We recently saw an interview by one of the creators of the show “The Last of Us,” where he spoke about how the series was an expansion of the storyline of the game itself instead of being an adaptation of it for a different format. It would be a lie to say that we did not find that jarring initially, but it took some perspective to understand that this is not just about an adrenaline rush but about the love for a story, which has just been made richer by taking this detour. One of the things it brought to the forefront was the matter of Ellie’s lost childhood, something we may not have considered before. Having grown up in military school, skills of survival are the first things ever taught to children.
Ellie probably never had a parent figure. Even though she was a bit of a rebel, her entire life was about staying away from the infected, listening to an authority figure (FEDRA), and staying alive. Emotional complications brought on by hormones should be the biggest problems of teenage life, not figuring out guns and tanks. While her upbringing certainly has a role to play, we must also consider that her unaddressed past with Riley could also be a factor in why she tries so hard to be good at combat. At the beginning of “The Last of Us,” Episode 4, Ellie is looking at herself in the mirror, holding a gun. She disassembles it, trying to figure out its machinations. The moment we could tell that she was trying to derive some sense of power from it and not just use it for self-defense was when she smelled the gun. According to her, knowledge is power, whether it be about combat or cars. Most people would just accept that gas can be siphoned off the car in a particular way, but Ellie wanted to know the exact science behind it.
When discussing Ellie’s innocence, one scene particularly stands out to us—the one with the magazine in the car. When a teenager gets their hands on a magazine like that, there is undoubtedly curiosity. But with Ellie, she already knew why the pages were stuck together. It wouldn’t be wrong to believe that nobody thought of protecting the eyes and ears of a child in military school. Ellie had definitely seen magazines like that before, which is why she did not hesitate to throw it out of the car once she had played her prank on Joel. It might be a funny scene, but it also tells us something about her. In fact, later, when Joel pointedly tells Ellie that they cannot light a fire because the people who will see it will have “way more in mind” than robbing them, we believe he is referring to the number of ways in which Ellie can be assaulted. She understands what he is saying, indicating that she has either heard such stories or been in similar danger before.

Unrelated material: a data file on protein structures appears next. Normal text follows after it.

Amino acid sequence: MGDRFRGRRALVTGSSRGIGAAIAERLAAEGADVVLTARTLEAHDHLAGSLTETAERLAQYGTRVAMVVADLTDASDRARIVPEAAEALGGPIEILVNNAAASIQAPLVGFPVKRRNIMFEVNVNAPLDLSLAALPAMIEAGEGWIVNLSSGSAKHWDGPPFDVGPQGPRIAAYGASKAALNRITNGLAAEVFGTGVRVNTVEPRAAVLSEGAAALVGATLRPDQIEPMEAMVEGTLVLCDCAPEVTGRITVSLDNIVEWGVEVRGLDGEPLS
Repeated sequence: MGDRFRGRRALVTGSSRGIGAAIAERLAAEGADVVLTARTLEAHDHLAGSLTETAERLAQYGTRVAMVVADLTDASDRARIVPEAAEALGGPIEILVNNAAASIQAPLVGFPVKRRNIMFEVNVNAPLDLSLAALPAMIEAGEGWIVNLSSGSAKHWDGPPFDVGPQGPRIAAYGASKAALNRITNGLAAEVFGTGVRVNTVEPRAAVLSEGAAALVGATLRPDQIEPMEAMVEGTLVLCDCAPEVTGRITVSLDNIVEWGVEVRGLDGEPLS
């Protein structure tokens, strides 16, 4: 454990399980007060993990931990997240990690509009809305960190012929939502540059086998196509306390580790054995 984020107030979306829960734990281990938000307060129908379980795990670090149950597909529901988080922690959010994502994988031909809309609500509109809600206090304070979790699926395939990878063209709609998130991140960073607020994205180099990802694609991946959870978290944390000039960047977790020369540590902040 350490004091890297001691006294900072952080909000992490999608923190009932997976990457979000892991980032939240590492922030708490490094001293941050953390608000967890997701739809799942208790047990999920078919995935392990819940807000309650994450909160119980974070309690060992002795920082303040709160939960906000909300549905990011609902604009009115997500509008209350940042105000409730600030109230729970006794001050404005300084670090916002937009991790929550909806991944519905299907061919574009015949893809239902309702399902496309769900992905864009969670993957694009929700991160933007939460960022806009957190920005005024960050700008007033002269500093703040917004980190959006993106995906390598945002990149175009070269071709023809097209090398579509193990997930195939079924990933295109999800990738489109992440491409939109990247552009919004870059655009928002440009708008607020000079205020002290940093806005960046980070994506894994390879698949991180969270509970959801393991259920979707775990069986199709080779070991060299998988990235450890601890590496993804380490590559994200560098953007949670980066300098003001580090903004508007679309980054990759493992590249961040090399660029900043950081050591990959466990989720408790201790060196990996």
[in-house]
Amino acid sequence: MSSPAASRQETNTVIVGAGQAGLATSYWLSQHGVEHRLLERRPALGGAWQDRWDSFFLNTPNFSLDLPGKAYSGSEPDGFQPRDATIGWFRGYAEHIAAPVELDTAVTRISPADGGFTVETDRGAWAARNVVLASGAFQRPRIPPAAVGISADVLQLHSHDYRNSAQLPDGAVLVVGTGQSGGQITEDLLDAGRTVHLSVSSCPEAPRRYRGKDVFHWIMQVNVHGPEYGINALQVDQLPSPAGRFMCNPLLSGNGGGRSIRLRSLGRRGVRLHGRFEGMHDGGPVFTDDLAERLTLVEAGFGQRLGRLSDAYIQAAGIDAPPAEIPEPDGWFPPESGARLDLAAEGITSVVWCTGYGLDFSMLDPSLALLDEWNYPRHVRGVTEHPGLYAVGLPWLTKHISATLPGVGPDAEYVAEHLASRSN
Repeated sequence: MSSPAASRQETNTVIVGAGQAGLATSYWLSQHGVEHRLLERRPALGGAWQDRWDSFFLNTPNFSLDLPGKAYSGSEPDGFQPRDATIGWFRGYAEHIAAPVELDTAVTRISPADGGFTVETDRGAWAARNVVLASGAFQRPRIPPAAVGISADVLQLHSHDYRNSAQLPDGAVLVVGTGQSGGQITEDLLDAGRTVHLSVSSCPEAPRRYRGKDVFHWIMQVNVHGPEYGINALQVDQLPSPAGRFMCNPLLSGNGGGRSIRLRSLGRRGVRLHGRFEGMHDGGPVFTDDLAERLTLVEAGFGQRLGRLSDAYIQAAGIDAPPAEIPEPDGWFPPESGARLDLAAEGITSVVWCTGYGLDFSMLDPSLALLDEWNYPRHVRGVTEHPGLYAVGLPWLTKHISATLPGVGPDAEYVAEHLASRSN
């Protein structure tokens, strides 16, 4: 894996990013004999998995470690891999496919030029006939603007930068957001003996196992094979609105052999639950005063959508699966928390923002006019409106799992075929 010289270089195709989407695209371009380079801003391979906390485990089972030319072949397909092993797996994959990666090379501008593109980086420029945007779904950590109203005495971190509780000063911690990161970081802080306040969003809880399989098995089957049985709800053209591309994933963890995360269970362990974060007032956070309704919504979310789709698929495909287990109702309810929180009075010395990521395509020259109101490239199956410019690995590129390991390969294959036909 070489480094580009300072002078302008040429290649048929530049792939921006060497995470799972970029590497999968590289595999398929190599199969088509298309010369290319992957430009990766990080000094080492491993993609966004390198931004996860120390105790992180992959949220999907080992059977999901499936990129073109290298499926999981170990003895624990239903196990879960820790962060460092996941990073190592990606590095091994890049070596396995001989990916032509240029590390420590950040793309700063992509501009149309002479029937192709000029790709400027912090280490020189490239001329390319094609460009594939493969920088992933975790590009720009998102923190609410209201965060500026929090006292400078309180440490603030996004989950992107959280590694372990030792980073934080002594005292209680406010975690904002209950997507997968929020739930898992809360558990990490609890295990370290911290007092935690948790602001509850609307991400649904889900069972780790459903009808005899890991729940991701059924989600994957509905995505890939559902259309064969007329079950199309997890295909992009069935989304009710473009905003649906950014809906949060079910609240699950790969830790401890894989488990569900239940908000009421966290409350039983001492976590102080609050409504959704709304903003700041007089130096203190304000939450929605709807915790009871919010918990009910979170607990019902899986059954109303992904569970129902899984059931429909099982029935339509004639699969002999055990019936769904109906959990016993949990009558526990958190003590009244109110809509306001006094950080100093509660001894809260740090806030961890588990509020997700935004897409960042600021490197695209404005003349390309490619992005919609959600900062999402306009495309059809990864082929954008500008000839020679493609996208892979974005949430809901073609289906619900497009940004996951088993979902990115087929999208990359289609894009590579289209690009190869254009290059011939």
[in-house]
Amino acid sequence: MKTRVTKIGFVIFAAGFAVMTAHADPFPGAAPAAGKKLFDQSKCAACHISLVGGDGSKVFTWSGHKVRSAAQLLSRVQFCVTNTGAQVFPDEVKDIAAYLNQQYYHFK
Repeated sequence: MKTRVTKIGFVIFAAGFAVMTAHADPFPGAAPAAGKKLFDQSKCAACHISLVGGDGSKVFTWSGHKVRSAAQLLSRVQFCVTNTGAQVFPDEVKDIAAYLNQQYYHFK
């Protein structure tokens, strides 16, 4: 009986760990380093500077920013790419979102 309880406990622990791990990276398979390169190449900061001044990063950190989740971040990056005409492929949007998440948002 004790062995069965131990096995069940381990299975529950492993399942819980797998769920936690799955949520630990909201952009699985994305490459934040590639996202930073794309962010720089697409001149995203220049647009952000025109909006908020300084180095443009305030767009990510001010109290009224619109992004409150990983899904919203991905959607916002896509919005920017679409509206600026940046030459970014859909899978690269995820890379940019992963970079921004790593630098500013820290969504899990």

Notice how Joel assumed that Ellie would know what he was talking about, yet he was hesitant to let her read the magazine or tell her why the pages were stuck together? This is the balance he has found between protecting a child while letting them know of the dangers ahead. He cooks for her, stays up nights to protect her when he realizes that she is scared, and has started talking to her instead of sticking to his stoic silence. He must have had quite a laugh when he found that she did not like coffee. It is a surprise to us that Starbucks still exists in the post-apocalyptic world, albeit only in the quarantine zones. Had Ellie been a normal teenager, we don’t doubt she would have been a regular customer, the kind who orders a very extra pumpkin-spiced latte. But in this world, she became a fan of the expired ravioli.